House leadership has baked more than $110 million in funding for the early education and care sector into the fiscal year 2023 budget proposal that representatives will debate later this month, including a $40 million increase for provider salaries.
Early education and child care appears primed to be a major focus of investment and attention as the House and Senate prepare to debate and pass their own budgets for fiscal year 2023 over the next seven weeks.
The importance and vulnerabilities of the state’s early education and care field came into sharp focus when the pandemic closed schools and child care centers, upending the work routines of many parents, and advocates have said this year represents an opportunity for Beacon Hill to stabilize and reshape the sector.
House Speaker Ron Mariano and Ways and Means Chairman Aaron Michlewitz on Monday toured Ellis Early Learning in Boston with colleagues and later announced the House’s initial steps towards implementing the recommendations of a recent special commission report on the early education field.
“The report came through with quite a price tag, one which we could not handle all at once. But we made a commitment … that we wanted to begin immediately,” Mariano said, referring to the $1.5 billion in investments the report found are needed to stabilize the early education and care system and help it meet the needs of families. “We didn’t want to wait. We didn’t want to put off anything that was in that report that we thought could have an impact today.”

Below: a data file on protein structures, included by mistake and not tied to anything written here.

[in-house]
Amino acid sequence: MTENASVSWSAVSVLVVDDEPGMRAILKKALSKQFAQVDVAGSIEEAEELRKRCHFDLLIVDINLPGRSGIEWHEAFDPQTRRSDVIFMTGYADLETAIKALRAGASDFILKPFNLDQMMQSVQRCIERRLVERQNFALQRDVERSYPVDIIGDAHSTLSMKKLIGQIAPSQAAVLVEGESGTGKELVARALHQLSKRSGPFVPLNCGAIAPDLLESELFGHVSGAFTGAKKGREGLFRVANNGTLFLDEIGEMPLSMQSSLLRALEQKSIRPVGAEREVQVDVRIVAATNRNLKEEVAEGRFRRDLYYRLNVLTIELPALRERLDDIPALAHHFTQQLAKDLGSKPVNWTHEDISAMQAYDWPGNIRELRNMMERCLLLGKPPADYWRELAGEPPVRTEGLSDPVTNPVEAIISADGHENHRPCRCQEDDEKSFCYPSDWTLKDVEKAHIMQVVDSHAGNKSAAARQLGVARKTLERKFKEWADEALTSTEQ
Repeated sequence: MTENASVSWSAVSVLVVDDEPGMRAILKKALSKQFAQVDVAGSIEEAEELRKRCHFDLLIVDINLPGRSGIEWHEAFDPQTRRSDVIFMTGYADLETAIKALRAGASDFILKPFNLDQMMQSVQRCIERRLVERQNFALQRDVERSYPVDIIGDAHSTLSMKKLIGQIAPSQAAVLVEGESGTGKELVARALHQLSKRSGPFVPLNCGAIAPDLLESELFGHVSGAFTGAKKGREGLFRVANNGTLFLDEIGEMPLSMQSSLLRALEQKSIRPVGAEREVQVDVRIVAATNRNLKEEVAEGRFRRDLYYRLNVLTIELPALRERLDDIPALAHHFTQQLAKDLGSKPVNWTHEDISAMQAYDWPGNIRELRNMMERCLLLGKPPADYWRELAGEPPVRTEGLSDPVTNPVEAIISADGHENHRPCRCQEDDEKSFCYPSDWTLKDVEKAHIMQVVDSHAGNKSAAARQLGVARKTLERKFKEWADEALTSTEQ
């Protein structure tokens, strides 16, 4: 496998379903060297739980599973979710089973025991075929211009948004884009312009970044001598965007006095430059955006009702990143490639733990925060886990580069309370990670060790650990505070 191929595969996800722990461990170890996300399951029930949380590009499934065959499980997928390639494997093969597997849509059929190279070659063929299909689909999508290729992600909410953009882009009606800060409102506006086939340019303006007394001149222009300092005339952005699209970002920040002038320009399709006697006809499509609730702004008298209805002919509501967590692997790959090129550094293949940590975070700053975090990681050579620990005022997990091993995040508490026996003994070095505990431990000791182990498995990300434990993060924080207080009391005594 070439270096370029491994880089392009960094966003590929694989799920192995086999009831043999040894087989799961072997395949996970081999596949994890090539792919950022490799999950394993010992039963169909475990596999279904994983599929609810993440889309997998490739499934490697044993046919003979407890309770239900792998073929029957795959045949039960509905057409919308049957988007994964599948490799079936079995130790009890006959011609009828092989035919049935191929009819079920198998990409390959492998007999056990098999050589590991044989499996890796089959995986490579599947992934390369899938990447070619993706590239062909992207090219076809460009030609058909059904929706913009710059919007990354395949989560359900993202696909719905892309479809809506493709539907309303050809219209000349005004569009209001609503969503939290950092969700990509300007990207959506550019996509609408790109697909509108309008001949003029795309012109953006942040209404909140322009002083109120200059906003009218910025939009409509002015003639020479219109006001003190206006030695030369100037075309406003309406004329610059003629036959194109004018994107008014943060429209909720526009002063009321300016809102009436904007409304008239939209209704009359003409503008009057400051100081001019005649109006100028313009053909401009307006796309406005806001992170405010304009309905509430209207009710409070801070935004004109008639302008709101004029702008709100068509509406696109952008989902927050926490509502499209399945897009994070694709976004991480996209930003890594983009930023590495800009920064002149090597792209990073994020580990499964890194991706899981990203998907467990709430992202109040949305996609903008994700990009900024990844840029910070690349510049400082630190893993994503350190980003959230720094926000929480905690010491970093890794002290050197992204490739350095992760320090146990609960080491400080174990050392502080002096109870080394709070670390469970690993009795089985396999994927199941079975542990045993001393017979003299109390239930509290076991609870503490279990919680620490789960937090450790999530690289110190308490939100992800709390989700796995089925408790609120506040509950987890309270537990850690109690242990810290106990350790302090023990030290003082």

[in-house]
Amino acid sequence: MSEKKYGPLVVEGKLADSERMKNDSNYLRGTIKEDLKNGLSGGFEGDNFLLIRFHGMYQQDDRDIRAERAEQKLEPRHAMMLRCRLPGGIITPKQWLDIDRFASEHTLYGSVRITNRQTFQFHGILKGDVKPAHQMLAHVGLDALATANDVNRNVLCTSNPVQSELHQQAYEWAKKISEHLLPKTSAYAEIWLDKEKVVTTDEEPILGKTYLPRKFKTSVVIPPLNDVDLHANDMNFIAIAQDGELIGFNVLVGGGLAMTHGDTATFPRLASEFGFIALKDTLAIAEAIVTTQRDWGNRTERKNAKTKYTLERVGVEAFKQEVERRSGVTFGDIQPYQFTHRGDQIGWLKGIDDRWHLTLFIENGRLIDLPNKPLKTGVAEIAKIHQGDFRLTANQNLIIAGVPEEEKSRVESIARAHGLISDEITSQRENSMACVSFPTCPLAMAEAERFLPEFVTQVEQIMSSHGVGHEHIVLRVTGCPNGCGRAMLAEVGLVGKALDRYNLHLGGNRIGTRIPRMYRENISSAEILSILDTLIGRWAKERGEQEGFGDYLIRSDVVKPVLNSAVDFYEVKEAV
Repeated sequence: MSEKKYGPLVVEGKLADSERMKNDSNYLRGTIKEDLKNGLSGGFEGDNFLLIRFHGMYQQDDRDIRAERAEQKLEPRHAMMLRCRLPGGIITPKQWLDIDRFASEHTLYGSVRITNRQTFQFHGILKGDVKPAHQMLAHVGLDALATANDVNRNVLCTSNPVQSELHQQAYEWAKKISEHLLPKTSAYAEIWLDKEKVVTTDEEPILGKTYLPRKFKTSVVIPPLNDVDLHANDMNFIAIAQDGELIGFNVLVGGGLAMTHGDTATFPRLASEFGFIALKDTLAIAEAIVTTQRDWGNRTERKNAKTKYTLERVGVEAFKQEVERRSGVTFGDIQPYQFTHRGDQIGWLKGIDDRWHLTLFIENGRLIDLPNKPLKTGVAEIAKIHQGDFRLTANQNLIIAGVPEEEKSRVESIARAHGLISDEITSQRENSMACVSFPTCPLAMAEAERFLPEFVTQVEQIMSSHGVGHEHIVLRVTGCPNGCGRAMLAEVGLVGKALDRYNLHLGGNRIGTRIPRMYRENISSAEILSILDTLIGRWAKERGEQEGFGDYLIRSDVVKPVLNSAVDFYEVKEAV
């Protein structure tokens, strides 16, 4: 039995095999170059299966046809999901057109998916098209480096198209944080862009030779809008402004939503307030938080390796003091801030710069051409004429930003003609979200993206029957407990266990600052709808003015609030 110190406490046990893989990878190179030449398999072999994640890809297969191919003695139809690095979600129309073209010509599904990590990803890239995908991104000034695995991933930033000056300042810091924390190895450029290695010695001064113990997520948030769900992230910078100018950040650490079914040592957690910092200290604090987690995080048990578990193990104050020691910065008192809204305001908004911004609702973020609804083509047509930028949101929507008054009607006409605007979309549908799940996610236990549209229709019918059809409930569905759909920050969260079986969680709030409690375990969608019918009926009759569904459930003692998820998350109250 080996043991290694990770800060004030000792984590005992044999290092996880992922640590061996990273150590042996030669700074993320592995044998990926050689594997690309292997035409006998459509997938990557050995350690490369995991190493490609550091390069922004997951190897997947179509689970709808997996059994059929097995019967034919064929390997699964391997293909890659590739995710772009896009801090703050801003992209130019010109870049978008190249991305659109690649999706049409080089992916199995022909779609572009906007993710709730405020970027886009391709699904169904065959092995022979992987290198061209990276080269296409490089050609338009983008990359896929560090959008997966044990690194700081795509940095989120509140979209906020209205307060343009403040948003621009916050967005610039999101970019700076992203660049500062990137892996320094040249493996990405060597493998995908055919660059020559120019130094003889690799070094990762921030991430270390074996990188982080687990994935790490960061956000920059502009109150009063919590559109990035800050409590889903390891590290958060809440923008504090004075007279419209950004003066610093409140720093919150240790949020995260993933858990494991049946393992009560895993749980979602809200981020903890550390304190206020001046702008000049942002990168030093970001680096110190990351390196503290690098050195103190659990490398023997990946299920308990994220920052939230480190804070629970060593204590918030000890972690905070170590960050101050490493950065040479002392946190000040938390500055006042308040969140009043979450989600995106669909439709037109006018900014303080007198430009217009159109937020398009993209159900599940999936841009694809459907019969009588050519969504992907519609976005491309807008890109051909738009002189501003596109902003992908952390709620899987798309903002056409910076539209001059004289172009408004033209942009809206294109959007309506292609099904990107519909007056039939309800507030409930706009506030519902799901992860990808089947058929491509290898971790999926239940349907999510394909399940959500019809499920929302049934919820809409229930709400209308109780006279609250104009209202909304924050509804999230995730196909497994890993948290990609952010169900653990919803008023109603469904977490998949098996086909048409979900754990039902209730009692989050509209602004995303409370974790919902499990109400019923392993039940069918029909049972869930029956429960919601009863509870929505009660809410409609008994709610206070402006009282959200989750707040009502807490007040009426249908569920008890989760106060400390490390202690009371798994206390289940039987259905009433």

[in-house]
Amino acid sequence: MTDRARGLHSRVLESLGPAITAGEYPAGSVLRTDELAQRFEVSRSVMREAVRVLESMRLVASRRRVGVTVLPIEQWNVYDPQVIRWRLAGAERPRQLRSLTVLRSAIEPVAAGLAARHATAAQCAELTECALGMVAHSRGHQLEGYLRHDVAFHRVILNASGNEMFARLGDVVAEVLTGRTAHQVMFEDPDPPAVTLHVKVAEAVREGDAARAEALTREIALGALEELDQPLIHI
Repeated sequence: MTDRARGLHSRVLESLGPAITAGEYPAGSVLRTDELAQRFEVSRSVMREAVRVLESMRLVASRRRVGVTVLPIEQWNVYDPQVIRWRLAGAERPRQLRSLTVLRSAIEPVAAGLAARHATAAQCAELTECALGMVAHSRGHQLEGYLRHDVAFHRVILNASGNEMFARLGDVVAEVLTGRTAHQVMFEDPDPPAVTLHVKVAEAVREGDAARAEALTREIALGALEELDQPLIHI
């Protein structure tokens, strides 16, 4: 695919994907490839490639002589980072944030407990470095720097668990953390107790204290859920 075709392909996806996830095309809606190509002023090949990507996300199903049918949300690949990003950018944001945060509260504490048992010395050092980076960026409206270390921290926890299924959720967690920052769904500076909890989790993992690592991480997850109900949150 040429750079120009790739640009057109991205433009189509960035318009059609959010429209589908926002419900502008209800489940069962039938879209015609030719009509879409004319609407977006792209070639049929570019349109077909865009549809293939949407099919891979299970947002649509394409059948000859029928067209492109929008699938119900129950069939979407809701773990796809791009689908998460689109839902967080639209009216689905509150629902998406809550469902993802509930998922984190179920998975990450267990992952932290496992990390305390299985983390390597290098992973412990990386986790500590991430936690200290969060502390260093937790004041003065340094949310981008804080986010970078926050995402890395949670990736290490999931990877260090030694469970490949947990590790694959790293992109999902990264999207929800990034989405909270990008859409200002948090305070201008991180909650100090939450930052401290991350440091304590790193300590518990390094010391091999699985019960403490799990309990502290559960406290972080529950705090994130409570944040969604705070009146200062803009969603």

Massachusetts families spend a lot of money on child care — infant care in Massachusetts averages more than $20,000 annually and the average cost for a 4-year-old is nearly $15,000 per year, according to a report released last month by the Special Legislative Early Education and Care Economic Review Commission.
For many families, early education and care eat up between 20 and 40 percent of their household income, and the share is even higher for families with one earner.
“Massachusetts consistently ranks as one of the least affordable states for early education and care,” the report said. “Massachusetts is the third highest of the 50 states and the District of Columbia in the percentage of income spent on early education and care costs.”
Not only is child care expensive, but it is becoming harder and harder to find.
The state’s early child care sector has lost 1,359 programs (about 17 percent of the total) since March 2020, which translates to 23,395 slots for children, the special commission found.
The programs that remain across Massachusetts “are experiencing ongoing financial instability due to unstable and insufficient revenue and a growing workforce shortage,” the commission said.
The report said most programs are stuck in something of a vicious cycle: The cost of tuition for families is already a significant concern, but most providers can’t offer better compensation to their staff to improve the quality of care without increasing charges to families.
The dynamic, the report said, becomes “a major reason that compensation levels remain so low in the early education and care field.”
While the House rolled out the budget’s early education and workforce investments Monday, the full House budget is scheduled to be released Wednesday from the Ways and Means Committee.
(Copyright (c) 2022 State House News Service.